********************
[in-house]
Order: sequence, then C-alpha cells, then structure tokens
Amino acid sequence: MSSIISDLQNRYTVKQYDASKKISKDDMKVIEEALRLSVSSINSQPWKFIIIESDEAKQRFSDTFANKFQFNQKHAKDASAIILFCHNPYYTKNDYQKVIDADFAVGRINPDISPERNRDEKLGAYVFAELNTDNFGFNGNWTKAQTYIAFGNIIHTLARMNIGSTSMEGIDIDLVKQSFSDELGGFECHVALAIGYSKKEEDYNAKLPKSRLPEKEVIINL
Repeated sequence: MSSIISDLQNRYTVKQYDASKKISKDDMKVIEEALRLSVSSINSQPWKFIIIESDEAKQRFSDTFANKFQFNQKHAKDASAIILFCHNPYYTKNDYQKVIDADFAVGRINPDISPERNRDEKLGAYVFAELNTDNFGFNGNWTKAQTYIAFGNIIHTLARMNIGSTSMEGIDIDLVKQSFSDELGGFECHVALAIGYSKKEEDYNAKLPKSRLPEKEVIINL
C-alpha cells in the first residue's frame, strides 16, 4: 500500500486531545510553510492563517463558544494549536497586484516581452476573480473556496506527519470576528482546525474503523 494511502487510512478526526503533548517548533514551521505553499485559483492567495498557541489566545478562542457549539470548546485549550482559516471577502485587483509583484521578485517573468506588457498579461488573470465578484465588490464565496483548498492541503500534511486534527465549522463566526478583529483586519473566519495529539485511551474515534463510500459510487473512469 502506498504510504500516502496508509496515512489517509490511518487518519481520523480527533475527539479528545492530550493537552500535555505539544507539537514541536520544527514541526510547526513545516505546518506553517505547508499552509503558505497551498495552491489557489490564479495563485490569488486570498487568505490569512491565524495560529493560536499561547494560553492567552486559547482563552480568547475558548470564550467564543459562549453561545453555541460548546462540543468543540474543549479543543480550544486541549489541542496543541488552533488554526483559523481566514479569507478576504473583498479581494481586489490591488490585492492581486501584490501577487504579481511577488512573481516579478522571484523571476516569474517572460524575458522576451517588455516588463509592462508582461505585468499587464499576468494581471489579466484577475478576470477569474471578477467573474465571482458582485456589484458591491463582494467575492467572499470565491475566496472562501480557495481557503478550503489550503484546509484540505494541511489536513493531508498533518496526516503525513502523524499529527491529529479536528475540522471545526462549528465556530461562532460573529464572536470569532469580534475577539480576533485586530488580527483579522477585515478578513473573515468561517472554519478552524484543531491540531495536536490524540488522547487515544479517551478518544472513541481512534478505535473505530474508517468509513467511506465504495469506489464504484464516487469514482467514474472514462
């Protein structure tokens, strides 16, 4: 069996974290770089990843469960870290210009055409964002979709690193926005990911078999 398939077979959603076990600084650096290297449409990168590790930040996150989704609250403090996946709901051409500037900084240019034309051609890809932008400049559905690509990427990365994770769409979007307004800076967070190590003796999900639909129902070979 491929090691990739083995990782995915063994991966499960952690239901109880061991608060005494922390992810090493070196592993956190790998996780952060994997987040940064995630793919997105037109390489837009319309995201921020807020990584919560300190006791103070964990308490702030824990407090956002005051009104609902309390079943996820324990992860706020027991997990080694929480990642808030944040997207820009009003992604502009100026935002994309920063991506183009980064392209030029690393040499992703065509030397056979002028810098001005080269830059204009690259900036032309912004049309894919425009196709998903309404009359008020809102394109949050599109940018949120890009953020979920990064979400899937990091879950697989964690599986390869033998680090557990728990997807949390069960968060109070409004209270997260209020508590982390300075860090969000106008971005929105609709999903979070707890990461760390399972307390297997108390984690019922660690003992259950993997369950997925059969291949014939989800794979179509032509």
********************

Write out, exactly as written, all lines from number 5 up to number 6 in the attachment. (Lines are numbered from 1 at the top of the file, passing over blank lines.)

C-alpha cells in the first residue's frame, strides 16, 4: 500500500486531545510553510492563517463558544494549536497586484516581452476573480473556496506527519470576528482546525474503523 494511502487510512478526526503533548517548533514551521505553499485559483492567495498557541489566545478562542457549539470548546485549550482559516471577502485587483509583484521578485517573468506588457498579461488573470465578484465588490464565496483548498492541503500534511486534527465549522463566526478583529483586519473566519495529539485511551474515534463510500459510487473512469 502506498504510504500516502496508509496515512489517509490511518487518519481520523480527533475527539479528545492530550493537552500535555505539544507539537514541536520544527514541526510547526513545516505546518506553517505547508499552509503558505497551498495552491489557489490564479495563485490569488486570498487568505490569512491565524495560529493560536499561547494560553492567552486559547482563552480568547475558548470564550467564543459562549453561545453555541460548546462540543468543540474543549479543543480550544486541549489541542496543541488552533488554526483559523481566514479569507478576504473583498479581494481586489490591488490585492492581486501584490501577487504579481511577488512573481516579478522571484523571476516569474517572460524575458522576451517588455516588463509592462508582461505585468499587464499576468494581471489579466484577475478576470477569474471578477467573474465571482458582485456589484458591491463582494467575492467572499470565491475566496472562501480557495481557503478550503489550503484546509484540505494541511489536513493531508498533518496526516503525513502523524499529527491529529479536528475540522471545526462549528465556530461562532460573529464572536470569532469580534475577539480576533485586530488580527483579522477585515478578513473573515468561517472554519478552524484543531491540531495536536490524540488522547487515544479517551478518544472513541481512534478505535473505530474508517468509513467511506465504495469506489464504484464516487469514482467514474472514462
């Protein structure tokens, strides 16, 4: 069996974290770089990843469960870290210009055409964002979709690193926005990911078999 398939077979959603076990600084650096290297449409990168590790930040996150989704609250403090996946709901051409500037900084240019034309051609890809932008400049559905690509990427990365994770769409979007307004800076967070190590003796999900639909129902070979 491929090691990739083995990782995915063994991966499960952690239901109880061991608060005494922390992810090493070196592993956190790998996780952060994997987040940064995630793919997105037109390489837009319309995201921020807020990584919560300190006791103070964990308490702030824990407090956002005051009104609902309390079943996820324990992860706020027991997990080694929480990642808030944040997207820009009003992604502009100026935002994309920063991506183009980064392209030029690393040499992703065509030397056979002028810098001005080269830059204009690259900036032309912004049309894919425009196709998903309404009359008020809102394109949050599109940018949120890009953020979920990064979400899937990091879950697989964690599986390869033998680090557990728990997807949390069960968060109070409004209270997260209020508590982390300075860090969000106008971005929105609709999903979070707890990461760390399972307390297997108390984690019922660690003992259950993997369950997925059969291949014939989800794979179509032509």